Let’s go back to the houseplant business we searched for earlier. A base keyword list for this business might look something like this.
- Office Plants
These keywords are a great starting point, but statistically, the shorter and more popular a keyword/phrase is, the harder it is to rank for. So unless you have a long-standing website with spot-on sitewide SEO and a high user base, it’s better to specialise your keywords a little.
For example, ‘Houseplants’ is searched an average of 74,000 times every month. Narrowing that down a little bit, Houseplants UK is searched 18,100 times per month. Going even further, Houseplants Online UK has 1,600 monthly searches. These lower-volume keywords are also known as ‘long tail keywords’. You might think focusing on these keywords would be counter-productive, but if you’re looking for conversions, these are your golden ticket!
Someone who’s searching for ‘Houseplants’ could be looking for anything… Photos of houseplants, blogs about houseplants, the Wikipedia page on houseplants. Where someone searching for ‘Houseplants Online UK’ is most likely looking to buy houseplants, on the internet, from the UK. If that’s what you’re selling, and that’s what you’re ranking for, the money is in the bag.
On-page SEO Optimisation
Once you have your keywords, you’ll want to start using them to boost your SEO. To do that, you need to include them in your page’s crawlable assets. But be careful, keywords are a great, powerful SEO tool, however, if you overuse keywords in your page, you can be flagged for ‘keyword stuffing’, which can damage your SEO ranking.
In other words…
The first chance your audience, and crawlers, get to see your keyword is in your page’s Title Tag. Your title tag is an HTML element that tells google and external link viewers what your page is about. Consider using keywords at the front-end of your titles to make it easier for users to see.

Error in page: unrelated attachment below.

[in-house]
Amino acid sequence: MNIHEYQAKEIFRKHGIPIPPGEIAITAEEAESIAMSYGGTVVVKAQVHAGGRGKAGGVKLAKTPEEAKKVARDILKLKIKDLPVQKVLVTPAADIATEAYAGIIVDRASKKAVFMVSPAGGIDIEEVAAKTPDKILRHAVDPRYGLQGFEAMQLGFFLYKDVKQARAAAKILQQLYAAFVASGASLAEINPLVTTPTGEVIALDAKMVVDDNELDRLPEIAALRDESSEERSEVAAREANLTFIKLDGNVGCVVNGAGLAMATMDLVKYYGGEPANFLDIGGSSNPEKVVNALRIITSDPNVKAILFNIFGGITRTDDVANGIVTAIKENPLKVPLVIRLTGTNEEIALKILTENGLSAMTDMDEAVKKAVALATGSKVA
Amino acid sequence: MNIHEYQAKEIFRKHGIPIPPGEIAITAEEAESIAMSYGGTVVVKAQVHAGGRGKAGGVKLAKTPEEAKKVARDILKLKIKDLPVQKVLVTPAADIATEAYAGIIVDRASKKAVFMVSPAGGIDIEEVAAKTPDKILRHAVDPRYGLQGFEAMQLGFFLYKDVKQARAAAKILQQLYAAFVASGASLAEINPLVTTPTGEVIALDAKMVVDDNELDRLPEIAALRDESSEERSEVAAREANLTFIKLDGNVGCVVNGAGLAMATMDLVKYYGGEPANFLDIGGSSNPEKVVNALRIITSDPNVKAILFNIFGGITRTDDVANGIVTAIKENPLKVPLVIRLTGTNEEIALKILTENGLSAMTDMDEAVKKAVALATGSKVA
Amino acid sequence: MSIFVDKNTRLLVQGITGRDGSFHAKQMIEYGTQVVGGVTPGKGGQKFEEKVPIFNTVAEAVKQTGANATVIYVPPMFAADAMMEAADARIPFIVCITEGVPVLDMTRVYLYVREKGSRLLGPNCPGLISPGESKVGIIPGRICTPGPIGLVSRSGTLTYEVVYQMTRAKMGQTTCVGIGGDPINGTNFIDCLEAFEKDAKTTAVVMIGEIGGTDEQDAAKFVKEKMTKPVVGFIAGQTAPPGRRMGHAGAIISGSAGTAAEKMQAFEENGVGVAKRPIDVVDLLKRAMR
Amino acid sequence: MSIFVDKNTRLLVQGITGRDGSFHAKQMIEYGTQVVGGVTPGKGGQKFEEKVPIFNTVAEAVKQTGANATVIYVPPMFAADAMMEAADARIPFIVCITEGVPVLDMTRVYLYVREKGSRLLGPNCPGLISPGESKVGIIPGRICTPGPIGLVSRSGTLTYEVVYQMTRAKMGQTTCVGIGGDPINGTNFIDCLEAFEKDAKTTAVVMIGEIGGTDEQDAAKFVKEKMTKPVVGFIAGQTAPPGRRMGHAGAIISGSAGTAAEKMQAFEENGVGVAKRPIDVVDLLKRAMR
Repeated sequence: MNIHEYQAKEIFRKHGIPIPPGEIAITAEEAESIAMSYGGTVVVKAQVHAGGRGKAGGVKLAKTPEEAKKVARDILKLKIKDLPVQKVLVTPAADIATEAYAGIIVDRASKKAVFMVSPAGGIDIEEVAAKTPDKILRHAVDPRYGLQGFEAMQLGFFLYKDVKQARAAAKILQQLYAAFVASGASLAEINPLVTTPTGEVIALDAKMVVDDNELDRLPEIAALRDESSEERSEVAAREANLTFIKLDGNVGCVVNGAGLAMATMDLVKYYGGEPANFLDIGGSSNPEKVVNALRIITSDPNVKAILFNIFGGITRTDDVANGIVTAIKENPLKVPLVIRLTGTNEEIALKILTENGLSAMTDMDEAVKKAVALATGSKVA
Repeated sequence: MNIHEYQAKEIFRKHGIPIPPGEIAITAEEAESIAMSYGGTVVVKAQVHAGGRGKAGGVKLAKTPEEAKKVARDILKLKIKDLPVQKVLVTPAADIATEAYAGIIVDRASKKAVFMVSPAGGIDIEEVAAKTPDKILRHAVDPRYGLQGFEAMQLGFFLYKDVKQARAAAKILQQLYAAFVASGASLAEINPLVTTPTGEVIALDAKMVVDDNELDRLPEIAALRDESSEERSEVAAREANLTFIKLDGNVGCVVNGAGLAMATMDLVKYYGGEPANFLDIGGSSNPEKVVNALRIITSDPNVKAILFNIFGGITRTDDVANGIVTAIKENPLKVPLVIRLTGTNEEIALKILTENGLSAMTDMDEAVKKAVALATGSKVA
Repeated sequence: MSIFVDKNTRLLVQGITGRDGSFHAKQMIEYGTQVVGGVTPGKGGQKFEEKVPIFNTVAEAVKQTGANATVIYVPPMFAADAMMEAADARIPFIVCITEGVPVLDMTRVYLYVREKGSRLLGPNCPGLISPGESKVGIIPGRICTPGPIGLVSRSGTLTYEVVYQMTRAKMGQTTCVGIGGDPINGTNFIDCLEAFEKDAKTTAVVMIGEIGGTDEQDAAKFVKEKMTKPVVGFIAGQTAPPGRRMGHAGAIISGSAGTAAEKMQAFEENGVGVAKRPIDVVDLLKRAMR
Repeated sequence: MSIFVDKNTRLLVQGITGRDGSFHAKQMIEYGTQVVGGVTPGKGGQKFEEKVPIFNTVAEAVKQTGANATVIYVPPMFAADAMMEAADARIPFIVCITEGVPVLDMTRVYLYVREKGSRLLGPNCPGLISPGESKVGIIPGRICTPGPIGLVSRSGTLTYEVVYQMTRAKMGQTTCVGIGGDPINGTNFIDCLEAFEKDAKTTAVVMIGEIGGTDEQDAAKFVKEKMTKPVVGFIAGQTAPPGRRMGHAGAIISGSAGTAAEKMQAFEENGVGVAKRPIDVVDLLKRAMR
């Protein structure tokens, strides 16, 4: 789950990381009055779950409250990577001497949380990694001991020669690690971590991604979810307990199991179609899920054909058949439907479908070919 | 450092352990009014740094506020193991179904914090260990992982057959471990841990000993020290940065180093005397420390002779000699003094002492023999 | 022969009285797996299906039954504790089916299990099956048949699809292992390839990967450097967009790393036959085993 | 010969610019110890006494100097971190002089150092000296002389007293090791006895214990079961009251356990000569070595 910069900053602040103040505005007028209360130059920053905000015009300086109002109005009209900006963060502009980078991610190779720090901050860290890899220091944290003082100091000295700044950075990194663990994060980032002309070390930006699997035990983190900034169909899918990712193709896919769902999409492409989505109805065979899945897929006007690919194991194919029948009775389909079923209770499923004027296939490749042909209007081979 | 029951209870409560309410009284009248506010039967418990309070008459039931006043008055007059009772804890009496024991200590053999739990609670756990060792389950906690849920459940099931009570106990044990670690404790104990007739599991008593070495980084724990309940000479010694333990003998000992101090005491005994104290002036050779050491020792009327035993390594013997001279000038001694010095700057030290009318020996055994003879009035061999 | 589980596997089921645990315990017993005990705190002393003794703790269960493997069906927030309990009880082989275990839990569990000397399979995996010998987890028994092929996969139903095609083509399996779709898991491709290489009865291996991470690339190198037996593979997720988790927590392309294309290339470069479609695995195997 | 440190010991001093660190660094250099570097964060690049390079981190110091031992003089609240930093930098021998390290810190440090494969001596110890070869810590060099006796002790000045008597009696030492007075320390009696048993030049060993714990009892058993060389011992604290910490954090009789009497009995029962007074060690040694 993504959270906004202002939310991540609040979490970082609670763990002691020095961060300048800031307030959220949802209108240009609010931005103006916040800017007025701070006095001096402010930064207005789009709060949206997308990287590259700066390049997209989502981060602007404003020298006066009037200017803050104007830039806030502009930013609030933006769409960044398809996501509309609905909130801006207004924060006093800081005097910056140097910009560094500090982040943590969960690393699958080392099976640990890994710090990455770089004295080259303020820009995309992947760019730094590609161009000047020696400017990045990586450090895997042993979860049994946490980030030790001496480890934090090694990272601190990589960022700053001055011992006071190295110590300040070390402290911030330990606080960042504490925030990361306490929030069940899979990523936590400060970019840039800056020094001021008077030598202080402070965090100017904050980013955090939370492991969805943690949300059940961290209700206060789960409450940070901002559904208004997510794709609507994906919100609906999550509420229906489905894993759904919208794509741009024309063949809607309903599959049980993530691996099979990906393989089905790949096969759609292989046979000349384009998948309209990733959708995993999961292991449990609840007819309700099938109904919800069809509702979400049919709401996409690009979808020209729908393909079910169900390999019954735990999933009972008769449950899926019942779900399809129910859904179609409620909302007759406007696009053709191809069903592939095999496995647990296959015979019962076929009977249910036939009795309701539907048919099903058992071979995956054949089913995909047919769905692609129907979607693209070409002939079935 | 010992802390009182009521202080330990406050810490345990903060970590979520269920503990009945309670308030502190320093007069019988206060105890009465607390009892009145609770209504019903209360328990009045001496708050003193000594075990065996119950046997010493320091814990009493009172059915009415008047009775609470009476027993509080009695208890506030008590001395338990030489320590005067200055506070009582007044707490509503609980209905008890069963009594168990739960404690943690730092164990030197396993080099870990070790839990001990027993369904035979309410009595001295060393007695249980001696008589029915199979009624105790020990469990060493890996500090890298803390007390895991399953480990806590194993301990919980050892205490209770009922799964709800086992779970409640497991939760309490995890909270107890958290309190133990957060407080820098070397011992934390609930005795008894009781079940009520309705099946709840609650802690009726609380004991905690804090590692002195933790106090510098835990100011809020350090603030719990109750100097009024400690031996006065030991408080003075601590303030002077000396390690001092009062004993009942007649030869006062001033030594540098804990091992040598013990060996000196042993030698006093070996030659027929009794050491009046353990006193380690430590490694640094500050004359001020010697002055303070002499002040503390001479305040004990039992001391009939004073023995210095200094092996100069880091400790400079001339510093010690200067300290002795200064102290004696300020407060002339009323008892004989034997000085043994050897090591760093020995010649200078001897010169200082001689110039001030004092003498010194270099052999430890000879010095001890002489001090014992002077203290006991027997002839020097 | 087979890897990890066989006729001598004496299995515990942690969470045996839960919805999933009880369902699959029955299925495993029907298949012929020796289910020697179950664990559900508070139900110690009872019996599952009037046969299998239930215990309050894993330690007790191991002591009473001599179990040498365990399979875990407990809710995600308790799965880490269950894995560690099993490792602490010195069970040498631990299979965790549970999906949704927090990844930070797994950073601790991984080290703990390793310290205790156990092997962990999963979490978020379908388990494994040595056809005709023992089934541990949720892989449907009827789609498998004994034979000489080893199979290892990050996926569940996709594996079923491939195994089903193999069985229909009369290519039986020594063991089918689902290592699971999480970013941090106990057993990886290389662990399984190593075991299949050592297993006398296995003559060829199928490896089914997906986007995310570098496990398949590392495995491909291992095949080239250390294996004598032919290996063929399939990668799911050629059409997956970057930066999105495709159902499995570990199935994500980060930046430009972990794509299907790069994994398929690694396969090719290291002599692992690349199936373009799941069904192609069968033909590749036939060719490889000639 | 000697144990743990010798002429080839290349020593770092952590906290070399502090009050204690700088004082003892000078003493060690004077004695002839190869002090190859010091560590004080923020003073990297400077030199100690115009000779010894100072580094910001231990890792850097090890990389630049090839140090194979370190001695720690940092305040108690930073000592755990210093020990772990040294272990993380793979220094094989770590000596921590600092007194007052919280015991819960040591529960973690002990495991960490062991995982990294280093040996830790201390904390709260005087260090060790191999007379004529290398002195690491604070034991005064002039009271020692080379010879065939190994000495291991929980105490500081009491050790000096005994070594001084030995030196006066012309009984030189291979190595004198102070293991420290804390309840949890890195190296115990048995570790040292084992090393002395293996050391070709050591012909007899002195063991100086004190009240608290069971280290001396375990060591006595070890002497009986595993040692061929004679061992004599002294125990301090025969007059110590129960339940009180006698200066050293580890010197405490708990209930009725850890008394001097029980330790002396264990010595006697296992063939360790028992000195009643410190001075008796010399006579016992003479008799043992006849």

Not only can Title Tags boost your SEO Ranking, but they can also increase your post’s click-through rate on social media.
The next place that crawlers will look for keywords is in your Meta Description. The purpose of a meta description is to tell users (and search engines) exactly what’s on your page.
Meta descriptions allow for a little more depth than title tags, so you can paint a fuller picture of what users can expect from your page. But remember not to ramble, 150-300 characters is the sweet spot, and less is usually better than more!
Header Tags (? Like this)
Next up are your Header tags. As you can imagine, these are your page titles, subtitles and other headers. By including keywords in this section, not only are you telling your audience what they’re looking at, but you’re telling crawlers that the content on your page is relevant to the keyword it’s ranking for.
Headers are numerically ranked in terms of importance, from:
- H1 (Main Title Tag)
- H3 (Sub-Subheading)
And so on…
The lower the H number, the more importance it will have over your SEO.
You probably know what a URL is, but did you know that it can be a key weapon in your SEO arsenal? By including keywords in your URL, you can boost your webpage’s search visibility.
Just remember to keep it concise and readable.
It’s also worth keeping an eye on your URL trail, as several keyword-optimised page titles can lead to an ugly, keyword-stuffed URL. So if your URL looks something like:
Google might flag this as potential spam due to the overuse of keywords. Instead, try removing the subfolders, now you’re left with:
Image Alt Text
Alt Text (short for alternative text) refers to the part of an image’s HTML code that describes the appearance and function of the image. This can help your site in a number of ways:
1. By including image alt text, you provide crawlers with better image descriptions/context helping them to know exactly what an image shows. By properly optimising your alt text, you can boost your chances of landing in the top row of Google’s image search.
2. If your image doesn’t load, alt text will be displayed in its place, lowering the risk of page bounces.